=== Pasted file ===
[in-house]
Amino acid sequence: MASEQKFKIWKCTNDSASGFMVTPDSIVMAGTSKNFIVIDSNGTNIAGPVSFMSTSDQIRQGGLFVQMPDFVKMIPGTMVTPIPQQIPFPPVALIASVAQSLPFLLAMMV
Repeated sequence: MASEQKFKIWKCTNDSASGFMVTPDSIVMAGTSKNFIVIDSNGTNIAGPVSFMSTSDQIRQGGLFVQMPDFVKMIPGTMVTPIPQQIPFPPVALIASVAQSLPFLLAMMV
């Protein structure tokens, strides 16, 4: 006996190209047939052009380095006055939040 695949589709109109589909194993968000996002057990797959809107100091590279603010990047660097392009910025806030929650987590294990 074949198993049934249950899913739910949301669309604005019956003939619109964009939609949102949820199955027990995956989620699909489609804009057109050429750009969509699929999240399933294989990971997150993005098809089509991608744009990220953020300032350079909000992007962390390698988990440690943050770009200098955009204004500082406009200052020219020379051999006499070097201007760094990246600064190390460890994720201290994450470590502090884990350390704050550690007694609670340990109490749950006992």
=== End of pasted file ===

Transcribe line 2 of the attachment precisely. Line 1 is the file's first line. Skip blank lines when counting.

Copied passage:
Amino acid sequence: MASEQKFKIWKCTNDSASGFMVTPDSIVMAGTSKNFIVIDSNGTNIAGPVSFMSTSDQIRQGGLFVQMPDFVKMIPGTMVTPIPQQIPFPPVALIASVAQSLPFLLAMMV